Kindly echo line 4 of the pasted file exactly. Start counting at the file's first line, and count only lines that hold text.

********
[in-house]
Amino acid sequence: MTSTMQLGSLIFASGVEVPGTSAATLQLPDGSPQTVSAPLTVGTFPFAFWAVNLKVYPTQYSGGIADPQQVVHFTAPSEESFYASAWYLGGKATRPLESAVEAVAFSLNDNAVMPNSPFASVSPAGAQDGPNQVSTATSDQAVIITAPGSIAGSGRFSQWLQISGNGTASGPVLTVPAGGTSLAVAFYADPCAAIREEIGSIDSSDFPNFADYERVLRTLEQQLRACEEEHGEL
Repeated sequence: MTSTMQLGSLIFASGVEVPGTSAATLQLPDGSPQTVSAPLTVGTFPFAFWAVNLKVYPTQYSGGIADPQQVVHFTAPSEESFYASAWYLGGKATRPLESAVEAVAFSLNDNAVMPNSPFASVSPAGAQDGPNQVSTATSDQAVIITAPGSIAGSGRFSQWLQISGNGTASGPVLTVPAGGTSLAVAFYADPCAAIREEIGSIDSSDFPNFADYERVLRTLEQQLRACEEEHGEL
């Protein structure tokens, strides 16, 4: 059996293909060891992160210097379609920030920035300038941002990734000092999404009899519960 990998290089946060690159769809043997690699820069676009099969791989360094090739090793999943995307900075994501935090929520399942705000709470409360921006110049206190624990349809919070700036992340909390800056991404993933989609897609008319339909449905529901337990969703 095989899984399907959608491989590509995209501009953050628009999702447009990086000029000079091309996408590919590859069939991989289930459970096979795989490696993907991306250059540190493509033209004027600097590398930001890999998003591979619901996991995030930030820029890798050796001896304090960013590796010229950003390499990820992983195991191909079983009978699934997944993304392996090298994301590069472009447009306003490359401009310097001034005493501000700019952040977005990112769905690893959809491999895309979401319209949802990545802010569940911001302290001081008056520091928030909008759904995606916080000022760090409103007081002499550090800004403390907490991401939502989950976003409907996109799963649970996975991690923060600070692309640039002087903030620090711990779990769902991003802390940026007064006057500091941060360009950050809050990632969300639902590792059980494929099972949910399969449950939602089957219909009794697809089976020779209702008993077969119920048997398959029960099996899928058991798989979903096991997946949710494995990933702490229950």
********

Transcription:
């Protein structure tokens, strides 16, 4: 059996293909060891992160210097379609920030920035300038941002990734000092999404009899519960 990998290089946060690159769809043997690699820069676009099969791989360094090739090793999943995307900075994501935090929520399942705000709470409360921006110049206190624990349809919070700036992340909390800056991404993933989609897609008319339909449905529901337990969703 095989899984399907959608491989590509995209501009953050628009999702447009990086000029000079091309996408590919590859069939991989289930459970096979795989490696993907991306250059540190493509033209004027600097590398930001890999998003591979619901996991995030930030820029890798050796001896304090960013590796010229950003390499990820992983195991191909079983009978699934997944993304392996090298994301590069472009447009306003490359401009310097001034005493501000700019952040977005990112769905690893959809491999895309979401319209949802990545802010569940911001302290001081008056520091928030909008759904995606916080000022760090409103007081002499550090800004403390907490991401939502989950976003409907996109799963649970996975991690923060600070692309640039002087903030620090711990779990769902991003802390940026007064006057500091941060360009950050809050990632969300639902590792059980494929099972949910399969449950939602089957219909009794697809089976020779209702008993077969119920048997398959029960099996899928058991798989979903096991997946949710494995990933702490229950």